Back-to-School Reminder: Free school meals are no longer free for all students
SPRINGFIELD, Mo. (KY3) - The school year is approaching fast, and a huge benefit available to all families around the country for the past two years won’t be there this year.
Free meals for everyone are gone. It’s still available for families with certain income requirements, but they will now have to apply for free/reduced meals every school year.
That was the case until the pandemic hit. During the last two years, Congress passed a federal waiver that made school breakfasts and lunches free to all students regardless of their family’s incomes.
According to the USDA, the number of students getting free lunches rose from 20 million to 30 million thanks to the federal government’s action.
But that federal waiver expired June 30, and now the rules are back to the way they were pre-pandemic.
Over the weekend, President Biden did sign a law that enables summer meal program providers to operate with more flexibility and help schools in the coming academic year as they continue to cope with supply chain interruptions and labor shortages.
But the blanket free school meals for all students isn’t a part of that law, meaning that only families who cannot pay the total price for meals under federal guidelines will now qualify for free/reduced meals.
Springfield Public Schools, the largest district in the state, has applications available online and at each school office.
“An online application takes 24-48 hours to process while a hard copy application takes up to 10 days,” pointed out SPS General Manager of Student Nutrition Kim Keller. “So it is a lot quicker turnaround if they fill out the online application. There’s always talk about maybe somebody getting a free meal program through Congress at the last minute, but at this point, it doesn’t look like that’s going to happen, unfortunately.”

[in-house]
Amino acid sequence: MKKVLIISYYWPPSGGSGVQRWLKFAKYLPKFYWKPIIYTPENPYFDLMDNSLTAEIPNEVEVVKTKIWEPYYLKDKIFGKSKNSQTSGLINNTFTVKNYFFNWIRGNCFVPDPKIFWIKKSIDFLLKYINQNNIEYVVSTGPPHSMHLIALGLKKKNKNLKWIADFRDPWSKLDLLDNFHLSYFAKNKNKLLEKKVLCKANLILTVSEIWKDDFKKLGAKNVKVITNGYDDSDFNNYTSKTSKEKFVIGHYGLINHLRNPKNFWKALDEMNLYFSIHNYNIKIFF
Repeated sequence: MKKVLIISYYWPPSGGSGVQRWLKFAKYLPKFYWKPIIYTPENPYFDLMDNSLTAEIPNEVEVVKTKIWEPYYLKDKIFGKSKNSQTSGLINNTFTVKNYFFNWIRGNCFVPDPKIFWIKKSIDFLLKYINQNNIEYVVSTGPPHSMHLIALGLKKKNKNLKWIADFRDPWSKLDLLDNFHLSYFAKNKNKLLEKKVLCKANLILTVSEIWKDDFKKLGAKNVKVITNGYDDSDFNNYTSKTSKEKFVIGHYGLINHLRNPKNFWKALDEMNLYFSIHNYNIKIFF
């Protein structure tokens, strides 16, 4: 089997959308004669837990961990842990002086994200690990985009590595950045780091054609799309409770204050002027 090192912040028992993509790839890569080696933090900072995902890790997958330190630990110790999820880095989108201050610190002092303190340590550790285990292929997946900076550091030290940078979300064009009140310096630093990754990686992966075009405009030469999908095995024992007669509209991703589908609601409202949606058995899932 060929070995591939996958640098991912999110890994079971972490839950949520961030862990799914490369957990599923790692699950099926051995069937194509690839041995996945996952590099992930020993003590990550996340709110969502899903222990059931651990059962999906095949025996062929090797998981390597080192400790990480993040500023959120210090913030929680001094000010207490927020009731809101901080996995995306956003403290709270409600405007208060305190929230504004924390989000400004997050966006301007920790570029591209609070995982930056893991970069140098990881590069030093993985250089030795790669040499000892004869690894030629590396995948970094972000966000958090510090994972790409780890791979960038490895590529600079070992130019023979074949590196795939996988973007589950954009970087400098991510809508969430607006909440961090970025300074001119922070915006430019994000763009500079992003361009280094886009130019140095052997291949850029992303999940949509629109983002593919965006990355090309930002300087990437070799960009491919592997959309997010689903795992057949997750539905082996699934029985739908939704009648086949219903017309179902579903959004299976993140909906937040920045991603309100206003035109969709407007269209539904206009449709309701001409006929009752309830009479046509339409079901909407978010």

Three factors determine eligibility:
1.) Your total household income and size of the household
2.) Your child’s individual status as foster, homeless, migrant, or runaway
3.) Is your child already part of another kind of assistance program which makes them already qualified for free meals
Going online, you will also find a federal eligibility income chart that shows how much income you can have in relation to the number of family members in your home and still qualify for free/reduced meals.
For instance, a household of three can have an annual salary as high as $42,606 and still qualify, while a family of seven can have a yearly salary of $77,534.
“The highest one on the chart goes up to $82,266 (for a household of eight), so lots of times people think there’s no way they’re going to qualify when they can,” Keller pointed out. “And with as much as groceries cost and the high price of gas right now, everybody’s feeling the pinch. So we’re encouraging everybody to fill this out.”
A separate free food program at 33 Springfield schools called “Breakfast in the Classroom” is not affected by the changes and will continue delivering free breakfast to those schools.
Another important reminder is that even after the school year starts (Aug. 22 for Springfield), families are still allowed to apply for the free/reduced meal program.
“Lots of times families may have circumstances where someone may lose a job, or they have additional folks move into their household, Keller said. “When a situation changes, they can fill out an application anytime during the school year.”
To look at Springfield Public Schools’ free/reduced meal information, you can go to sps.org/Page/2400
To report a correction or typo, please email firstname.lastname@example.org
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